VIEWS: 6 PAGES: 3 CATEGORY: Business & Economics POSTED ON: 6/25/2010
Each year, the U.S. State Department publishes Country Reports on Terrorism, which highlights current strategies, outcomes and casualties from U.S. counterterrorism efforts. The 2008 report highlights the growing trend in terrorist attacks abroad, including the September attack against the U.S. Embassy in Yemen that killed 18 people. The continued incidence of terrorism prompts us to consider its root causes. It is popular to single out poverty or lack of education as major factors.1 Recent economic literature, however, points more toward civil liberties, political rights and the rule of law as far greater factors. Measuring the incidence and type of terrorism is controversial. A study by economists Alan Krueger and Jitka Maleckova considers the influence of poverty and education on terrorism. Surprisingly, they find no evidence that reducing poverty or improving education would "meaningfully reduce international terrorism." Because of the highly emotional and traumatizing impact of terrorism, it is important to take a measured and thoughtful look at counterterrorism policy. While still in its early stages, research suggests that economic status or lack of education may not be the most important factors spurring terrorism.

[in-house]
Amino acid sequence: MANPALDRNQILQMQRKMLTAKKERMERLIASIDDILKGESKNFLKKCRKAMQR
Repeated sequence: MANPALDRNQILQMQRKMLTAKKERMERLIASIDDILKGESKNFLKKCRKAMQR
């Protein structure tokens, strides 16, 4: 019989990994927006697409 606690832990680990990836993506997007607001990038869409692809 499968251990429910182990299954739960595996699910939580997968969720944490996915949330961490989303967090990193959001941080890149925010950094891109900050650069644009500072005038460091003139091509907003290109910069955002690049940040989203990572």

t e r r o r i s m Increasing Political Freedom May Be Key To Reducing Threats By Craig P. Aubuchon, Subhayu Bandyopadhyay and Javed Younas © Robin baRtholick /coRbis E ach year, the U.S. State Department publishes Country Reports on Terror- ism, which highlights current strategies, demonstrates that terrorists are using more lethal methods and weapons. of civil liberties and that economic condi- tions (as captured by GDP per capita) in these nations had no statistically significant outcomes and casualties from U.S. counter- Poverty and Terrorism relationship with terrorism.5 On the other terrorism efforts. The 2008 report high- A study by economists Alan Krueger hand, they find that nations with high GDP lights the growing trend in terrorist attacks and Jitka Maleckova considers the influ- per capita were more likely to be targets of abroad, including the September attack ence of poverty and education on terrorism. terrorism. A 2006 paper by Harvard econo- against the U.S. Embassy in Yemen that Surprisingly, they find no evidence that mist Alberto Abadie also found that the risk killed 18 people. The continued incidence reducing poverty or improving education of terrorism was not significantly higher for of terrorism prompts us to consider its root would “meaningfully reduce international poorer nations once one accounted for other causes. It is popular to single out poverty or terrorism.” 3 The authors reached their country-specific characteristics such as the lack of education as major factors.1 Recent conclusion based on evidence from three level of political freedom.6 economic literature, however, points more sources: Hezbollah militant activities in the The study by Bird and his co-authors toward civil liberties, political rights and the Gaza/West Bank region from 1998 to 2000, comes to a different conclusion. They found rule of law as far greater factors. individual profiles from members of Israeli that net exporters of terrorism were poorer Jewish extremists in the late 1970s and from nations, while terrorist targets (effectively, Measuring Terrorism: a cross-country analysis using data from the the importers of terrorism) were rich. What Counts and How Much? U.S. State Department. Interestingly, the Based on this observation, they suggest that Measuring the incidence and type of ter- authors found that within the context of the economic factors, among others, do have a rorism is controversial. First, it is important West Bank/Palestinian conflict, individu- role in explaining both the origin and the to distinguish between domestic and trans- als who engaged in terrorism were better location of terrorist acts. national terrorism. The latter is generally educated and economically more affluent than the average citizen. This apparently The Role of Political and Civil Rights considered any event that involves citizens or territories of more than one country, paradoxical result may be better understood The aforementioned study by Abadie while the former is a local act carried out by when one realizes that individuals’ incomes focuses on the role that political freedom citizens of the target country. (The attack may correlate with their abilities. To suc- plays in spurring terrorism.7 By studying in New York City on 9/11 is a prominent ceed in terrorist attacks in a heavily guarded different nations, he finds that the incidence example of transnational terrorism, where environment (like Israel), one needs a of terrorism is highest in nations with foreign citizens carried out the attack. The relatively high degree of skill and ability. intermediate levels of political freedom. bombing by Timothy McVeigh in Okla- Therefore, it is natural for leaders of the ter- Highly democratic and also highly auto- homa City in April 1995 is an example of rorist groups to choose more-able volunteers cratic regimes both tend to experience domestic terrorism.) It is also important to so that a planned attack is more likely to be less terrorism. consider whether the number of incidents successful. A recent working paper by St. Louis or the magnitude of events is more impor- Another study, by Krueger and economist Federal Reserve economist Subhayu Ban- tant. This is brought out very clearly in the David Laitin, analyzes the characteristics dyopadhyay and co-author Javed Younas accompanying graphs reproduced from the of nations from which terrorism originates explores the link between terrorism and work of economists Graham Bird, S. Brock and of target nations.4 They considered political and civil rights in developing Blomberg and Gregory Hess.2 While Figure 1 incidents of terrorism where the target and nations, using a sample of 125 countries. shows a drop-off in the number of terrorist source nations of terrorism were distinct. Disaggregating the data between domestic incidents, Figure 2 shows a rise in the num- They found that source nations of terror- and transnational terrorism, they found that ber of deaths per incident over time. This ism were more likely to suffer from a lack it was only domestic terrorism that was 10 The Regional Economist | October 2009 figure 1 endnotes 1 For example, Chapter 5.7 of the 2008 Country Transnational Terrorist Incidents, 1968-2003 Reports on Terrorism states the implicit 700 assumption that poverty can lead to terrorism: “High unemployment and underemployment, 600